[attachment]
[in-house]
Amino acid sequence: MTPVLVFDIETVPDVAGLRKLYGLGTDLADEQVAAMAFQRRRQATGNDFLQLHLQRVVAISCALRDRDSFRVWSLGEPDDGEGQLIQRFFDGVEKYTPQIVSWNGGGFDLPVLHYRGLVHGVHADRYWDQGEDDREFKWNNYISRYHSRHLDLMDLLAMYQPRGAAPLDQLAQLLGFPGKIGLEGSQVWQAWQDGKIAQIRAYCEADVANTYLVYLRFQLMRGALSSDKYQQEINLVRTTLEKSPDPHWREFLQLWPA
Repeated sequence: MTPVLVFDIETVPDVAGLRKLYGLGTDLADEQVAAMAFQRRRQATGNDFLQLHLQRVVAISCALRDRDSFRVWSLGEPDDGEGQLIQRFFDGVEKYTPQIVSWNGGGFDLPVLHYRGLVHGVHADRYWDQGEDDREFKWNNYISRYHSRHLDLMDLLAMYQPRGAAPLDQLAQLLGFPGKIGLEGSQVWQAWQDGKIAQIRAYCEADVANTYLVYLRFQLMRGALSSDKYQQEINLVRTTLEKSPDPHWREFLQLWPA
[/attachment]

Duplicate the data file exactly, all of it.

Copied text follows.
[in-house]
Amino acid sequence: MTPVLVFDIETVPDVAGLRKLYGLGTDLADEQVAAMAFQRRRQATGNDFLQLHLQRVVAISCALRDRDSFRVWSLGEPDDGEGQLIQRFFDGVEKYTPQIVSWNGGGFDLPVLHYRGLVHGVHADRYWDQGEDDREFKWNNYISRYHSRHLDLMDLLAMYQPRGAAPLDQLAQLLGFPGKIGLEGSQVWQAWQDGKIAQIRAYCEADVANTYLVYLRFQLMRGALSSDKYQQEINLVRTTLEKSPDPHWREFLQLWPA
Repeated sequence: MTPVLVFDIETVPDVAGLRKLYGLGTDLADEQVAAMAFQRRRQATGNDFLQLHLQRVVAISCALRDRDSFRVWSLGEPDDGEGQLIQRFFDGVEKYTPQIVSWNGGGFDLPVLHYRGLVHGVHADRYWDQGEDDREFKWNNYISRYHSRHLDLMDLLAMYQPRGAAPLDQLAQLLGFPGKIGLEGSQVWQAWQDGKIAQIRAYCEADVANTYLVYLRFQLMRGALSSDKYQQEINLVRTTLEKSPDPHWREFLQLWPA